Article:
Increasing cybersecurity skills among small manufacturers in southeastern Michigan is the goal of a new project involving the University of Michigan’s Economic Growth Institute (EDI), in partnership with Nexus at Michigan Engineering and HackerU.
The partners have received one of seven STEM Talent Challenge Grant awards from the U.S. Department of Commerce’s Economic Development Administration.
The STEM Talent Challenge Grant is aimed at tackling different needs related to science, technology, engineering, and math in the workforce. In the fall of 2020, EDI collaborated with Nexus — the U-M College of Engineering’s home for online and professional education — and HackerU, an international cybersecurity training institute, to submit the grant proposal for a new cybersecurity work-and-learn program. The grant is worth about $600,000, which includes local matching contributions from EGI, Nexus, and HackerU.
The new program — Advanced Manufacturing Cybersecurity Work-and-Learn Program (AMCP) — will focus on cybersecurity training that offers online learning and hands-on internships at manufacturers. Officials say it’s crucial to develop internal cybersecurity expertise within manufacturing settings, where it’s often lacking and reliant upon outside expertise to protect its most critical assets.
“Small and medium-sized manufacturers today are struggling to find the resources to develop and ensure their environment is cyber secure,” said Ashlee Breitner, EGI’s associate director. “AMCP will develop the advanced manufacturing workforce of the future by bridging the worlds of cybersecurity and manufacturing to fill critical knowledge and practical applications gaps.”
The two-year program will begin accepting learners this summer. Officials expect to train hundreds of people who will take on cybersecurity learning projects at 40 companies. The grant builds upon an educational partnership between Nexus and HackerU that delivers a cybersecurity workforce development program under the direction of Mingyan Liu, the Peter and Evelyn Fuss Chair of Electrical and Computer Engineering (ECE), and Carl Landwehr, a lecturer in ECE. This successful program has garnered over 1,100 enrollments since May 2020.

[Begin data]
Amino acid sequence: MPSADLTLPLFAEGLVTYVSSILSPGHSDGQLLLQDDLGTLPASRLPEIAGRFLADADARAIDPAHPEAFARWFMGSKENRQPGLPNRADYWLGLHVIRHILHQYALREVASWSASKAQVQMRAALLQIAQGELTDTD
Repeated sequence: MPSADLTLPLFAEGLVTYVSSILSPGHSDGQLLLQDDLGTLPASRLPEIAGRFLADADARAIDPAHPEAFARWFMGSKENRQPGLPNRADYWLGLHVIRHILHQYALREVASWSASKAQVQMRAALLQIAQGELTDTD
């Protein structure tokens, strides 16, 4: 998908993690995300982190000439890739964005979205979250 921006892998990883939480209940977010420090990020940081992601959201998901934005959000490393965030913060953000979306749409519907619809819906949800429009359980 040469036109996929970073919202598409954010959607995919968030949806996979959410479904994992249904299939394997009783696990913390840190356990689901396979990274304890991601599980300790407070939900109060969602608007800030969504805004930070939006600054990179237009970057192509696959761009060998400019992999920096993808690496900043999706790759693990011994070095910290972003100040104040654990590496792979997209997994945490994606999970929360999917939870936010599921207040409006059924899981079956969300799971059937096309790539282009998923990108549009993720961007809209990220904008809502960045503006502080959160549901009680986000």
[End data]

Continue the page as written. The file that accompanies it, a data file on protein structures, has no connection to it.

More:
“It’s more important than ever that manufacturers of any size are prepared to integrate new and innovative technologies with a skilled cybersecurity workforce that can compete on a global scale,” said Diane Landsiedel, Nexus’ executive director. “This new advanced manufacturing cybersecurity program will help to ensure that more manufacturers across southeast Michigan have access to our hands-on, practical workforce development program to achieve that goal.”
There is a significant opportunity to develop the workforce across southeastern Michigan as the new program provides critical experience with manufacturers, Landsiedel said. Project partners will conduct outreach to communities of underserved and underrepresented populations in STEM.
Officials with EGI, which works with companies deemed critical to local and regional economies, say integrating cybersecurity is foundational for developing advanced manufacturing and digital (Industry 4.0) technologies, and it will boost employment, keep jobs and prepare firms for global competition.